The soliloquies of St. Augustine

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Post by soupy » November 19th, 2018, 10:31 am

The soliloquies of St. Augustine, translated into English by Rose Elizabeth Cleveland, with notes and introduction by the translator. 1910

Rose Elizabeth Cleveland (June 13, 1846 – November 22, 1918), was acting First Lady of the United States from 1885 to 1886, during the first of her brother, president Grover Cleveland's two administrations. The president was a bachelor until he married Francis Folsom on June 2, 1886, fourteen months into his first term.

A dialogue between Augustine and Reason
For many days I had been debating within myself many and diverse things, seeking constantly, and with anxiety, to find out my real self, my best good, and the evil to be avoided, when suddenly one—I know not, but eagerly strive to know, whether it were myself or another, within me or without— said to me:
The Soliloquies of Augustine are almost unknown. This is largely, if not entirely, due to the fact that spurious substitutes have, since the 13th century, usurped their place.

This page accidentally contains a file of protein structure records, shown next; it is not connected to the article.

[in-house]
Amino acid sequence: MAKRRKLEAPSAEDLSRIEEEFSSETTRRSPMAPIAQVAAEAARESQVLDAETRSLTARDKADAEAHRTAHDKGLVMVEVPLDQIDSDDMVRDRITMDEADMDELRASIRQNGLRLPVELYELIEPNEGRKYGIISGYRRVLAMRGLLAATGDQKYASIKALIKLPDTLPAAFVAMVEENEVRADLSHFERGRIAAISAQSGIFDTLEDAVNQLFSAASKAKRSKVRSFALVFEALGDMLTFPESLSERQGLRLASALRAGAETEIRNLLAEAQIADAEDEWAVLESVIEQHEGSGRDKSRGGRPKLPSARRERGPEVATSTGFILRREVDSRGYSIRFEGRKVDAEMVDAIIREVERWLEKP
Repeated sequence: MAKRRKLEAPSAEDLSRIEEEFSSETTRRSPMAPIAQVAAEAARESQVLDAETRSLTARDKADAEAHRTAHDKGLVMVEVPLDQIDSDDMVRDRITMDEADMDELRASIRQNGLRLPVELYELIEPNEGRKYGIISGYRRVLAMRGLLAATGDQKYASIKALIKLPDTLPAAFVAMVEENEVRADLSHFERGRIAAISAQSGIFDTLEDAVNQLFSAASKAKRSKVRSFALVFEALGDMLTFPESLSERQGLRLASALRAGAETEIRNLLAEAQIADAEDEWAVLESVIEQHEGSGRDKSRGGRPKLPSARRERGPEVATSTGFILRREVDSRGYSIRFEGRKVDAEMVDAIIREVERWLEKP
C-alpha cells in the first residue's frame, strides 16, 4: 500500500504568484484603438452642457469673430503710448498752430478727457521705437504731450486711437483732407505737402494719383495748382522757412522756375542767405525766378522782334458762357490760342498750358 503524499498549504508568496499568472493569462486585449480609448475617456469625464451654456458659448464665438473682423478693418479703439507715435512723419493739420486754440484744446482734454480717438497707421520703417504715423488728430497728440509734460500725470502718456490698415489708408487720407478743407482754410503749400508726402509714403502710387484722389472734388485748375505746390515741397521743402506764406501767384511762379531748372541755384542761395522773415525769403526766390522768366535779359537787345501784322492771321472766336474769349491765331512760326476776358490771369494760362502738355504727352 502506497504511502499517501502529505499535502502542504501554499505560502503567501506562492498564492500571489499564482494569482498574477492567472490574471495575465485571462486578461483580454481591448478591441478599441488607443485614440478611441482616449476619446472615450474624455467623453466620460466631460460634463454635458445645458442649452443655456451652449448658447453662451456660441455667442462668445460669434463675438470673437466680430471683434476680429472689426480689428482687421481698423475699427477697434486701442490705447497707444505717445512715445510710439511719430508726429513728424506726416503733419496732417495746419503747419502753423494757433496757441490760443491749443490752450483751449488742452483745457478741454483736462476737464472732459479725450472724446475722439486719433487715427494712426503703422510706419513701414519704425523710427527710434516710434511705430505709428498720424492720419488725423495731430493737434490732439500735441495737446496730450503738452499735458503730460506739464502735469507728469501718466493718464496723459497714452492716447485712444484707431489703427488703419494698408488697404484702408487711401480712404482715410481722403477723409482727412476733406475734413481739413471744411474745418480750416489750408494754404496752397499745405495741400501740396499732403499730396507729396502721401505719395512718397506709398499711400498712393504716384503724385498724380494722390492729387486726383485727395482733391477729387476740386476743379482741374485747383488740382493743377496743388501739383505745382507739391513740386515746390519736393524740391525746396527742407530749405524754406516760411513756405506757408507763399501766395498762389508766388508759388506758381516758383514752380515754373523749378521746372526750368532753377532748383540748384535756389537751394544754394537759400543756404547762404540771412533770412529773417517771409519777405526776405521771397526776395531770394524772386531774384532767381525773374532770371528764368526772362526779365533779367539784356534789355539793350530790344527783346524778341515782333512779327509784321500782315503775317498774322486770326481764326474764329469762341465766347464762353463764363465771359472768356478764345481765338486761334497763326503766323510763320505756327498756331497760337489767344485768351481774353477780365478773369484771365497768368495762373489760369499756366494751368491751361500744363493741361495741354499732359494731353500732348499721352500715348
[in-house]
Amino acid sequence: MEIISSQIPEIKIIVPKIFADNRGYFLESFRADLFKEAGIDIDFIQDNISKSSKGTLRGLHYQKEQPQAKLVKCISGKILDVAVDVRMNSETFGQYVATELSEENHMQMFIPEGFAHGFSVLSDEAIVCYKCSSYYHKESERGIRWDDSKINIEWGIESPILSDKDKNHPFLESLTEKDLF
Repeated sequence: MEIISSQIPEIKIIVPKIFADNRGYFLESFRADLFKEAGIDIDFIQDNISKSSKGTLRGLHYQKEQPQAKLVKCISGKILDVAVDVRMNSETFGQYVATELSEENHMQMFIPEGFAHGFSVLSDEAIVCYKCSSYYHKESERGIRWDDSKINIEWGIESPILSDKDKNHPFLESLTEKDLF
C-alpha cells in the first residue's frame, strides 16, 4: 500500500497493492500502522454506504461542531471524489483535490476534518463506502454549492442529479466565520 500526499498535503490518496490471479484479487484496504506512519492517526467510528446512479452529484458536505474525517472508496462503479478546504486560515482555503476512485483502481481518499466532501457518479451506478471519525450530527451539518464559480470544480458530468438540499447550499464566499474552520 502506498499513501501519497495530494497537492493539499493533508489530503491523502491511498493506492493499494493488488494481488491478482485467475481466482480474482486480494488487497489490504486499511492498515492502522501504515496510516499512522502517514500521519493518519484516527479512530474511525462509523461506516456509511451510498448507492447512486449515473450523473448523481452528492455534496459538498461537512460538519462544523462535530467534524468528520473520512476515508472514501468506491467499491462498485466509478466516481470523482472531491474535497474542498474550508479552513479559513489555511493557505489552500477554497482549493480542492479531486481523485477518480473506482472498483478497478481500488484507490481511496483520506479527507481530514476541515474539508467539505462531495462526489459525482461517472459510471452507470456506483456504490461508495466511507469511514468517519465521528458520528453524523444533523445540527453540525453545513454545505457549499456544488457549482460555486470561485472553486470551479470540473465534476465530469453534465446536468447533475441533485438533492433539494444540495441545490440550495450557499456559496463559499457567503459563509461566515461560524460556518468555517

It contains what Pelissier calls an excellent moral argument for the immortality of the soul. Spite of the jealousy of the worshipers of Descartes, it originates in the dialogue between Reason and Augustine which introduces the second book, ——~ elaborated elsewhere, especially in the City of God)—-the famous cogito ergo sum which is the cornerstone of modern Cartesian philosophy.

Augustine taught, before Kant linmortalized the truth in his Critique, “The only good thing is the good will.” But when all is said, the main artery which connects Augustine so vitally with every one who knows him, is that current of passionate love for God and the soul, so conspicuous in the Soliloquies, which makes him kin —— if king — of the Whole race by the reddest blood of the human heart.

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